Because of this massive amount of engineering, we as consumers are guaranteed that the equipment will have a long life if it is run as intended. From an experimenter or "hacker" standpoint, we know that if a compressor, heat exchanger, blower, pump, etc. strays very far from its design conditions that bad things can happen. In fact, the further we stray, the more risk we take with having unwanted side effects. Once something in the system gets far enough out of balance, this imbalance causes a "domino effect" and something bad usually happens. Every one of these systems has fail-safe components built into it, trying to prevent bad things from happening.

Again, from a consumer standpoint, the manufacturers of the compressors, heat exchangers, etc. do not approve or warranty anything we decide to do on our own. They have a huge support network of techs, installers, and engineers whose livelihood depends on normal failures in standardized systems. None of them will support anything you do without some kind of certification or license. In many parts of the world, it is illegal to do any of your own work on the system, besides changing filters and other minor maintenance tasks. Due to the various hazards in balance with each other (heat, high pressure liquids and gases, electricity, flammable / corrosive / poisonous materials, etc.), there are many reasons why unknowing consumers should leave well enough alone.

It is important to know your own level of expertise and skill when taking on a project like you are. It is perfectly OK to do what you know how to (at industry-standard quality levels), and bring in professionals to do the work you are sketchy about performing. Of course, the more you do yourself, the higher the potential of upfront cost savings. But new equipment is not cheap, and it really sucks to wake up in the morning to a cold house and find a frozen or burnt something you did yourself.
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Old 03-08-16, 10:32 PM   #1889
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Engineering, lots and lots of engineering. A compressor doesn't care what you put in it, or even if it is connected to any plumbing at all. If it can, it will run. In fact, it will run itself to death if allowed. The engineering keeps it alive.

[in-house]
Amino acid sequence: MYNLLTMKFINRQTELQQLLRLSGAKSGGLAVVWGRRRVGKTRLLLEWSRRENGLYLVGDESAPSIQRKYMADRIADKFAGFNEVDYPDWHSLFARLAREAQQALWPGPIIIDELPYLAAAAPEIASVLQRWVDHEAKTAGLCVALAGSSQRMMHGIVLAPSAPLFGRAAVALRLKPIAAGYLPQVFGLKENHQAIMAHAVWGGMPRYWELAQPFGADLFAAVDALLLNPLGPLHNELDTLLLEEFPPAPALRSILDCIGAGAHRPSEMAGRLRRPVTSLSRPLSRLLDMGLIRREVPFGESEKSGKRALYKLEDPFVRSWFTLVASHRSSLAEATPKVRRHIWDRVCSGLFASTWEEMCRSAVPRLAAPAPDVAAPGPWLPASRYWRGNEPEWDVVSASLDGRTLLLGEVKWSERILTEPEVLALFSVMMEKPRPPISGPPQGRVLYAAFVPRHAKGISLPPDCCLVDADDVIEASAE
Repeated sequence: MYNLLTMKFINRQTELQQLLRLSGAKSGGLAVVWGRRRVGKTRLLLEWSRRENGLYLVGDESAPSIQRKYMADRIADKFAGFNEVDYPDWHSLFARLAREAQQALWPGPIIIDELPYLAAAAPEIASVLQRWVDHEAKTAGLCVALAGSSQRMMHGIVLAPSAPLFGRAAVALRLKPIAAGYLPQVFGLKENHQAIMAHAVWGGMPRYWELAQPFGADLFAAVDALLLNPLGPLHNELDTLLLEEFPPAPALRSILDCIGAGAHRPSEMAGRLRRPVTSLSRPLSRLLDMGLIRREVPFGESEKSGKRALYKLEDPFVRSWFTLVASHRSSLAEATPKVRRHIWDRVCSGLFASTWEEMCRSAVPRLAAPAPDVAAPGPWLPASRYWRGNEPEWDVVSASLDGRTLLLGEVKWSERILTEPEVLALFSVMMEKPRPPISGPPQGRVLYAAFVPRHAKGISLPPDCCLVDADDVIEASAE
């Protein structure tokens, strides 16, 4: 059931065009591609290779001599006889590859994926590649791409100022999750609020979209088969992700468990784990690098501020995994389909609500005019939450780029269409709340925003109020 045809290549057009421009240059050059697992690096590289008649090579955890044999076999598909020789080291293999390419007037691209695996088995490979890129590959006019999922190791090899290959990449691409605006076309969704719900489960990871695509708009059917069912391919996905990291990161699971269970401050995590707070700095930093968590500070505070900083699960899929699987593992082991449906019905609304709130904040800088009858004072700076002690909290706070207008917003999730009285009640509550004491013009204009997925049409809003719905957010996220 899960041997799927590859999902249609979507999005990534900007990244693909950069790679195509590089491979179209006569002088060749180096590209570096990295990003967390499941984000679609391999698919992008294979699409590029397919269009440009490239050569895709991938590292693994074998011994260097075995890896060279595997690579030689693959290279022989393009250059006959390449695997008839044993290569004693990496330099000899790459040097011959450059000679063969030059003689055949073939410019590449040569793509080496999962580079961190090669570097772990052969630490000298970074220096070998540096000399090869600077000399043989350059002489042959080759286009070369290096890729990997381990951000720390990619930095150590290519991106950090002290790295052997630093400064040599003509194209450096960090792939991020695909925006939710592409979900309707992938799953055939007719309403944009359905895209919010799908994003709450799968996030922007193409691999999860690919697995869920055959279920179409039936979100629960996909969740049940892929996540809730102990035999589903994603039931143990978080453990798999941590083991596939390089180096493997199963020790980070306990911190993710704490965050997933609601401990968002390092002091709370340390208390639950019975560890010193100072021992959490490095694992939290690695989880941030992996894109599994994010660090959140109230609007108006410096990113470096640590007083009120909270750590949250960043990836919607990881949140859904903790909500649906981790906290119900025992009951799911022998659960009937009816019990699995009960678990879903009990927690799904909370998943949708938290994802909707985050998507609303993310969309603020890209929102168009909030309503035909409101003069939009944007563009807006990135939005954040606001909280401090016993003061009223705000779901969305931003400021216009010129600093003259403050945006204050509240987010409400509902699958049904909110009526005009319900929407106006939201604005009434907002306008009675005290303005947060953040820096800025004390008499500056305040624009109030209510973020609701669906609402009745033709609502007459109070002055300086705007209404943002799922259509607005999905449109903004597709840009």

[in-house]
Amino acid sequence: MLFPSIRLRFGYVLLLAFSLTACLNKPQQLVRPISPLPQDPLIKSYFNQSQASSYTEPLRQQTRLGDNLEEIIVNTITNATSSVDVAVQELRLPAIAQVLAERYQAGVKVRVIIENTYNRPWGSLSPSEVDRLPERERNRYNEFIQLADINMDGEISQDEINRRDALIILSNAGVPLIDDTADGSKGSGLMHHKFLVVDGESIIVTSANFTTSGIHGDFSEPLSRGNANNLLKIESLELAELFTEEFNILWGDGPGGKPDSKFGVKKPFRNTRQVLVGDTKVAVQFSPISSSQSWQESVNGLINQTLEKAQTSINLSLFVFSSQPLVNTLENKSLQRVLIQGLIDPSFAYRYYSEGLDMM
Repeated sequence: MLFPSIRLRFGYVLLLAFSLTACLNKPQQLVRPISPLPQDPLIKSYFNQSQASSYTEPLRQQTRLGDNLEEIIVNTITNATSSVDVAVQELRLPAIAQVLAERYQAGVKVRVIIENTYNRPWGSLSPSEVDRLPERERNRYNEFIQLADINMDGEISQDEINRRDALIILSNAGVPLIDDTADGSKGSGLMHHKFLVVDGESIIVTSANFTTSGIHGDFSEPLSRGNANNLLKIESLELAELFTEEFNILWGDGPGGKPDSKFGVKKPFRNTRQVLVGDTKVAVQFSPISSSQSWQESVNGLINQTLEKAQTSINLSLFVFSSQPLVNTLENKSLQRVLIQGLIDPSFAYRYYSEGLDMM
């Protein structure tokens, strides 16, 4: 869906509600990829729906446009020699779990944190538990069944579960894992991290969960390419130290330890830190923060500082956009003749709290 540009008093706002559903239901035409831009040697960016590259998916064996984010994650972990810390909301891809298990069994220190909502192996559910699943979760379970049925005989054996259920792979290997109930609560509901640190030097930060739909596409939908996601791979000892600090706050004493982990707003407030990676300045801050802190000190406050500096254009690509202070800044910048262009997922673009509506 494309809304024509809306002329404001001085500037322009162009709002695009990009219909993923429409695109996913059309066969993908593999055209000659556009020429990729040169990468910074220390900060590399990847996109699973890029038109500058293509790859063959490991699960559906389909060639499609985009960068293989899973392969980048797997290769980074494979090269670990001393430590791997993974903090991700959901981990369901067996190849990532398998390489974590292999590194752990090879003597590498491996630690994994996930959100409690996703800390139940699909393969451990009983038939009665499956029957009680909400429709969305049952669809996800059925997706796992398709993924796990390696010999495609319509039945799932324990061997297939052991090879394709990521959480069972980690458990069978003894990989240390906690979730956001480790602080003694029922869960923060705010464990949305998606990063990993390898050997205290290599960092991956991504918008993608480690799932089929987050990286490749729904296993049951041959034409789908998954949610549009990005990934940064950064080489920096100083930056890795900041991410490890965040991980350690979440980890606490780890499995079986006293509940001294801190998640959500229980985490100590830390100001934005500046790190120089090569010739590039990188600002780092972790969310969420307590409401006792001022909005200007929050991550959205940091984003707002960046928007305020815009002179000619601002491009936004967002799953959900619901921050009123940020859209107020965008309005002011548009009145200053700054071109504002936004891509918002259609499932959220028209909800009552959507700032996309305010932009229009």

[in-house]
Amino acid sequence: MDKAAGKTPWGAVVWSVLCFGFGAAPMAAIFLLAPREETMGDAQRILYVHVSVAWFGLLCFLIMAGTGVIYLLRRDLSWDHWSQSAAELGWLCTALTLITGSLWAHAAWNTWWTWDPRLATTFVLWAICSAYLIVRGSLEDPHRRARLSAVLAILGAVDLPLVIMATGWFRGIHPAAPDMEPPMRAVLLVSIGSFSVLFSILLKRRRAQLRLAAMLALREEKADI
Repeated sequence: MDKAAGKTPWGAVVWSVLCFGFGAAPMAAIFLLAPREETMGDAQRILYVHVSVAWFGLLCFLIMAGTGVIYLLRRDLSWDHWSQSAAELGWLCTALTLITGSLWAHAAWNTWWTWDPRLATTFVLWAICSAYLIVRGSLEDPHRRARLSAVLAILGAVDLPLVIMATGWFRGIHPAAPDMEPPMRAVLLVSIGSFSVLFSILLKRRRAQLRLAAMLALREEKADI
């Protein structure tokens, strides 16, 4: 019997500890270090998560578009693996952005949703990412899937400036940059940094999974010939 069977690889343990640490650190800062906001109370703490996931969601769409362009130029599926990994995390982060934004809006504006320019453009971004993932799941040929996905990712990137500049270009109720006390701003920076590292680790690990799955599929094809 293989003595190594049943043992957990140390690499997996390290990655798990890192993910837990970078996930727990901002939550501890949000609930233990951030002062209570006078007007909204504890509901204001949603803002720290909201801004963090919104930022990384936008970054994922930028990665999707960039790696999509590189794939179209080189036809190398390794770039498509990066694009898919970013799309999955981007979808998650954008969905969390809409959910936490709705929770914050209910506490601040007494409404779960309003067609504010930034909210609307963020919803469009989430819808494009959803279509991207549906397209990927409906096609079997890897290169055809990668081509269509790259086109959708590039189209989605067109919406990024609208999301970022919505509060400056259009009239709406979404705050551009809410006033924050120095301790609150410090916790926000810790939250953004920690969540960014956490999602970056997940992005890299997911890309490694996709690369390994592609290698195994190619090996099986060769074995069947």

Nice post Jeffmay.

Almost makes me want to start going to church again.

I think hacking is based on an intelligent and informed contempt for propriety.

To proceed down the path of the hacker requires keen knowledge of the process and a deep regard for your personal safety.

Quote:
Originally Posted by DonT View Post
what is in a compressor that make it so I can't change the Freon. Example R22 to R410. My R22 compressor is new, never ran. Is there a seal or something in the compressor that the different Freon will destroy??
Isn't DonT really asking the question, "Can I run R410a in my new R22 compressor?"

My short answer to DonT is that the new R22 compressor may not be up to the higher pressure of R410a. Additionally, it would require a lubricant change, etc.

However, your new R22 compressor would be a dandy candidate for R290. No lubricant change required.

Hack on, my brother.

-AC
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Old 03-11-16, 07:07 PM   #1890
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Originally Posted by AC_Hacker View Post
Why don't you edit in relevant, appropriate graphs? They are much easier to understand, if your purpose in posting is for a new, unsophisticated reader to understand you and solve their problem. Graphs are much better than word count.

In your post I count at least 8 unexplained concepts and relationships.

Is your purpose to actually help someone or is it to put your concepts on display?

-AC
Graphs and images are worthwhile but sometimes get lost, including some from the earliest pages of this manifesto and my "Don't Waste That Heat" thread. Text doesn't get deleted. I'm not a genius at creating new graphs, but where a graph or an image tells the story better, I will add them and include a brief text summary just in case.

As you asked, I am trying to not re-explain topics that I or others have already detailed. Please post which ones you would like me to document further.

My purpose is to help everyone, including myself, find the best way to economically have a comfortable, energy sustainable lifestyle. I hope good concepts from all contributors get "airtime" without bias and the best rise to the top, no matter whom they are from.

I hope my experiences and research help others. If anything I present turns out to be wrong or not a good practice, I want to know. I will be the first to acknowledge it and edit accordingly.